05/09/2018 – News / Oil & Gas / Investment / ONGC Videsh / GlobalData / India
Megaprojects in Russia, UAE and Mozambique are primary value drivers for possible ONGC Videsh IPO, says analyst
Following the recent news of a possible IPO for ONGC Videsh – the overseas investment subsidiary of the Indian national oil company – Jonathan Markham, Oil & Gas Analyst at leading analytics firm GlobalData, explores the projects in which ONGC Videsh is involved alongside the key elements of its portfolio.
Over the 2018-19 fiscal year, the Indian government has targeted divestment of US$11-12 billion (INR800 billion) in publically owned companies – yet has only reached around 10 per cent of the mark so far this fiscal year, according to Mr Markham. “An IPO for ONGC Videsh represents an option for the government to extract value from the rising oil prices, across investments made globally,” he observed. “The capital raised from a stock listing is expected to be transferred to ONGC’s stakeholders, of which the government is a major one with a 67.45-per-cent stake. If the company is listed in India, the minimum listing is 25 per cent, which could result in a target valuation of up to US$3 billion.
“ONGC Videsh owns stakes in 26 producing projects across 11 countries, as well as a major announced project in Mozambique,” Mr Markham continued. “GlobalData estimates these projects to have remaining net present value at a 10-per-cent discount rate (NPV10) of around US$11 billion and reserves of approximately two billion barrel of oil equivalent (boe). The largest portion of the portfolio is in Russia, with 65 per cent of the remaining NPV10 and 50 per cent of the remaining reserves coming from stakes in the producing Sakhalin 1 and Vankorskoye projects.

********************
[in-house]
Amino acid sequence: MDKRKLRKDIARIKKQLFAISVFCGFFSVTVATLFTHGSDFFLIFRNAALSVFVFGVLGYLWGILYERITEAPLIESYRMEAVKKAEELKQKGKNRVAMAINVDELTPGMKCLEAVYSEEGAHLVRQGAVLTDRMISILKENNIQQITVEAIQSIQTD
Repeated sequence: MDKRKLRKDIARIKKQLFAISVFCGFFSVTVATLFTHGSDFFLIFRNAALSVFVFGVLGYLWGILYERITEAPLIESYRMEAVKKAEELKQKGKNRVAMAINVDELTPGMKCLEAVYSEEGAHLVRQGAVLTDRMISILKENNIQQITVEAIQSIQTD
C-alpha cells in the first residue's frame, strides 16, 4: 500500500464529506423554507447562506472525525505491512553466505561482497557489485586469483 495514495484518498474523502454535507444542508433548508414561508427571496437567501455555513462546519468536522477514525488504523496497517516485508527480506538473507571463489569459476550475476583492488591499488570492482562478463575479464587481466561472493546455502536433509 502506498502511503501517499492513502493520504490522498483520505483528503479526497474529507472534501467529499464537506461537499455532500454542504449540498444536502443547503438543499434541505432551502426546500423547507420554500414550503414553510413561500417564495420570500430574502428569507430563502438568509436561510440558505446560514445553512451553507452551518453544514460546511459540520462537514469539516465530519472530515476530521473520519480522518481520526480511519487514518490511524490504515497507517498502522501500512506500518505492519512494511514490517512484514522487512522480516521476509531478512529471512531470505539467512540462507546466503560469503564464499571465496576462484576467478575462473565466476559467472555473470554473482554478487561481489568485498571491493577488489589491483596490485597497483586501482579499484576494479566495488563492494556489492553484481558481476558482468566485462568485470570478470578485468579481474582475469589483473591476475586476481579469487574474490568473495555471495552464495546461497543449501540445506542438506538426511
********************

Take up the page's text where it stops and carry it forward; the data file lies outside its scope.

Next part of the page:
ONGC Videsh acquired 26 per cent of Vankorneft in 2016 and is forecast to spend US$2 billion of capital expenditure (capex) in Russia up to 2025, the GlobalData analyst noted. “Other major producing projects in ONGC Videsh’s portfolio include Lower Zakum in the UAE, for which it paid a US$600 million participation fee in 2018, ultra-deepwater developments in Brazil’s block BC-10 and the Shwe gas project in Myanmar.”